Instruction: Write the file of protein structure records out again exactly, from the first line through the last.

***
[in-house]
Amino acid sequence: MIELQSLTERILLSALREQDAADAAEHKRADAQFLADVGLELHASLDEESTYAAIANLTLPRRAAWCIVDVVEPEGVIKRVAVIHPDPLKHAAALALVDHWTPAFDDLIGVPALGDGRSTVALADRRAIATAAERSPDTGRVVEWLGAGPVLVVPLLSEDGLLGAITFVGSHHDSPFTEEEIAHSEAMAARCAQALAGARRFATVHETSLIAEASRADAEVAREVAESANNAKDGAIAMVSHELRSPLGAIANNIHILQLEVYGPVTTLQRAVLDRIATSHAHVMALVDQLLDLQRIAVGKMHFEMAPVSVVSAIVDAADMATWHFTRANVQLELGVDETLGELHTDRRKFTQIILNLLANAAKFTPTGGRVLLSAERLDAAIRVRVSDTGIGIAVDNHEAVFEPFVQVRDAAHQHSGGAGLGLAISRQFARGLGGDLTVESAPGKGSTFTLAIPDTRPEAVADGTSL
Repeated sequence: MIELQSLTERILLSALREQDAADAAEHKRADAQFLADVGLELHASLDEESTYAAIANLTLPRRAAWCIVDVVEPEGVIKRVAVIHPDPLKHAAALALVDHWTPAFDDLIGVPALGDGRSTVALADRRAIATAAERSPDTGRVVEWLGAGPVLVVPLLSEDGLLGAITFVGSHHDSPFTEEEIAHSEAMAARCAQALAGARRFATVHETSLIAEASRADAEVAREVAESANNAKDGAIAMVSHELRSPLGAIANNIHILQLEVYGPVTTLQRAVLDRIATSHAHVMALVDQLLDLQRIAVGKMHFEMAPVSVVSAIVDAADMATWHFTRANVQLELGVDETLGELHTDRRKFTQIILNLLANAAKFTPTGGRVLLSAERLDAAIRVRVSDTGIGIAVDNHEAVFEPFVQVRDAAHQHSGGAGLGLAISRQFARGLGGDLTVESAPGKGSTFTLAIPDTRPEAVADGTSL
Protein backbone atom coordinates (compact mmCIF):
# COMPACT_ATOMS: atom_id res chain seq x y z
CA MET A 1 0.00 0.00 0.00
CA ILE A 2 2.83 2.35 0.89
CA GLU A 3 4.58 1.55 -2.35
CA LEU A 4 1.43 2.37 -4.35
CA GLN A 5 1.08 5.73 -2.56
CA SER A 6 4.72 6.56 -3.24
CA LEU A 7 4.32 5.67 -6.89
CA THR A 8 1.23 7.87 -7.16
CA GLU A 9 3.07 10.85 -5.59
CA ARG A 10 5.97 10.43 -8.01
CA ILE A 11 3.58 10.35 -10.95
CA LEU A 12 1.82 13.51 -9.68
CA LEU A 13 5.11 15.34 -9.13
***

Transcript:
[in-house]
Amino acid sequence: MIELQSLTERILLSALREQDAADAAEHKRADAQFLADVGLELHASLDEESTYAAIANLTLPRRAAWCIVDVVEPEGVIKRVAVIHPDPLKHAAALALVDHWTPAFDDLIGVPALGDGRSTVALADRRAIATAAERSPDTGRVVEWLGAGPVLVVPLLSEDGLLGAITFVGSHHDSPFTEEEIAHSEAMAARCAQALAGARRFATVHETSLIAEASRADAEVAREVAESANNAKDGAIAMVSHELRSPLGAIANNIHILQLEVYGPVTTLQRAVLDRIATSHAHVMALVDQLLDLQRIAVGKMHFEMAPVSVVSAIVDAADMATWHFTRANVQLELGVDETLGELHTDRRKFTQIILNLLANAAKFTPTGGRVLLSAERLDAAIRVRVSDTGIGIAVDNHEAVFEPFVQVRDAAHQHSGGAGLGLAISRQFARGLGGDLTVESAPGKGSTFTLAIPDTRPEAVADGTSL
Repeated sequence: MIELQSLTERILLSALREQDAADAAEHKRADAQFLADVGLELHASLDEESTYAAIANLTLPRRAAWCIVDVVEPEGVIKRVAVIHPDPLKHAAALALVDHWTPAFDDLIGVPALGDGRSTVALADRRAIATAAERSPDTGRVVEWLGAGPVLVVPLLSEDGLLGAITFVGSHHDSPFTEEEIAHSEAMAARCAQALAGARRFATVHETSLIAEASRADAEVAREVAESANNAKDGAIAMVSHELRSPLGAIANNIHILQLEVYGPVTTLQRAVLDRIATSHAHVMALVDQLLDLQRIAVGKMHFEMAPVSVVSAIVDAADMATWHFTRANVQLELGVDETLGELHTDRRKFTQIILNLLANAAKFTPTGGRVLLSAERLDAAIRVRVSDTGIGIAVDNHEAVFEPFVQVRDAAHQHSGGAGLGLAISRQFARGLGGDLTVESAPGKGSTFTLAIPDTRPEAVADGTSL
Protein backbone atom coordinates (compact mmCIF):
# COMPACT_ATOMS: atom_id res chain seq x y z
CA MET A 1 0.00 0.00 0.00
CA ILE A 2 2.83 2.35 0.89
CA GLU A 3 4.58 1.55 -2.35
CA LEU A 4 1.43 2.37 -4.35
CA GLN A 5 1.08 5.73 -2.56
CA SER A 6 4.72 6.56 -3.24
CA LEU A 7 4.32 5.67 -6.89
CA THR A 8 1.23 7.87 -7.16
CA GLU A 9 3.07 10.85 -5.59
CA ARG A 10 5.97 10.43 -8.01
CA ILE A 11 3.58 10.35 -10.95
CA LEU A 12 1.82 13.51 -9.68
CA LEU A 13 5.11 15.34 -9.13